Cotton is King... in Cleveland!
In a manufacturing plant just north of Cleveland Hopkins International Airport, four foot tall piles of cotton fluff sit waiting to be sucked up and transported through metal ducts running across the ceiling. From here, huge machines and nearly 400 workers will turn this fluff into the humblest and most ubiquitous of beauty products: cotton swabs, cotton pads and cotton balls.
Greg Tilton: The largest cotton ball manufacturing facility in the world is in Cleveland, Ohio. This is it.
Greg Tilton is senior vice president of operations here at US Cotton's Cleveland factory. Since he started here in 2000, he's seen this plant go through multiple buyouts, most recently by North Carolina's thread making giant Parkdale Mills. The cotton left over from thread making goes to US Cotton plants to be turned into balls, pads and swabs. Cotton balls seem an unlikely way to make money, but US Cotton is the dominant supplier of generic or store brand cotton beauty products to most major retailers including WalMart.
Greg Tilton: It's common that during a market slowdown that the consumer will switch away from a brand and go to the generic. So if the consumer is at retail and they are buying a cotton ball, by and large, it's us. If they buy a cotton swab, if they move away from the brand, it is us.
And because customers are turning to generic labels and discounters like WalMart, US Cotton has been on target for sales for the past year. But US Cotton won these big name clients, besting Chinese companies and other domestic manufacturers that have since gone out of business. That's because, Tilton says, his company was willing to bet millions on the plant's dreams to overhaul outdated equipment on the factory floor.
Greg Tilton: There were machines on the market that you could buy to perform certain functions but they weren't designed for making cotton balls. So we designed equipment to make cotton balls. And that's really what gave us the edge.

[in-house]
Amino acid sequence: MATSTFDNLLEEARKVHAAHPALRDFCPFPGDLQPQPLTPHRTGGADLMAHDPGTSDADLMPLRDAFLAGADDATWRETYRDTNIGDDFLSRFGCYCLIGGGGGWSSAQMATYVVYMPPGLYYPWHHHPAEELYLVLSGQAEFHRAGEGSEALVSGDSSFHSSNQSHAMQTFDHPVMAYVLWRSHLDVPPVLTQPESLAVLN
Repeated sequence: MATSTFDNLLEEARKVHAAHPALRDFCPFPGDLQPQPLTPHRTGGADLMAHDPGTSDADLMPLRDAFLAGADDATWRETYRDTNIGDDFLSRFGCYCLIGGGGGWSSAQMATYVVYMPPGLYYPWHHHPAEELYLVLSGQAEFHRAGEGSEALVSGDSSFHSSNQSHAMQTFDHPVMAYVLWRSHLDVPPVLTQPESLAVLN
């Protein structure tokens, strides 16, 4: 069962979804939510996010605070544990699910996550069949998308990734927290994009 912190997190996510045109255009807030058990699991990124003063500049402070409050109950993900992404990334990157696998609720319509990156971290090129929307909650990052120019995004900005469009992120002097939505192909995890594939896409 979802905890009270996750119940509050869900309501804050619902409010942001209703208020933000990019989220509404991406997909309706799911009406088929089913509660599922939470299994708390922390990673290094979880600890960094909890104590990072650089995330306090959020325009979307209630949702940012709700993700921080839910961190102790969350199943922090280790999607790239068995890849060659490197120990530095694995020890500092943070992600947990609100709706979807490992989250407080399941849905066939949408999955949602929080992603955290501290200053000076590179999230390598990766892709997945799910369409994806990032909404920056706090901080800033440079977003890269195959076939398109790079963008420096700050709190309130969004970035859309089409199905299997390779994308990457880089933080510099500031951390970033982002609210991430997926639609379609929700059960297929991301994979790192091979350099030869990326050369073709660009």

Since that new equipment started up in 2005, US Cotton has nearly halved the cost of making a cotton ball. That savings allowed the company to grow while competitors went under. Manufacturers like US Cotton that are willing to take risks when slashing costs are the companies that are succeeding in this downturn. Just ask Bill Forsythe, an analyst for the giant consulting firm Deloitte Consulting.
Bill Forsythe : Too many of the companies we talk to are thinking about addressing their business needs right now like they are changing the oil or spark plugs on their car and not enough of them are thinking about the need to change the engine. They need to do bigger things that will deliver double digit kind of cost savings.
Greg Tilton: These two machines have been built by John's staff right here in Cleveland...new panels..new control systems...new electronics...
Greg Tilton and plant manager John Sotak admire a 6 foot tall machine making cotton swabs. The company is now investing millions to figure out how to make cotton swabs better. The swabs spin through the machine and into little plastic packs. As we watch, some swabs spill out of the machine and onto the floor.
Greg Tilton: We're not perfect yet (laughs)...
But when the machine is ready, Tilton believes he'll be making swabs better than many of his competitors. It helps that it's surprisingly expensive to ship cotton products. The company still pays to fill up the truck, even if cotton balls weigh virtually nothing. The company finds that helps them compete even against cheap labor in Asia.
Greg Tilton: With what we're doing now, we know we can continue to make [these products] for many years.
Though Tilton is not hiring his company continues to post strong sales numbers through this year. He's even readied space in his factory to expand, when the economy finally turns around.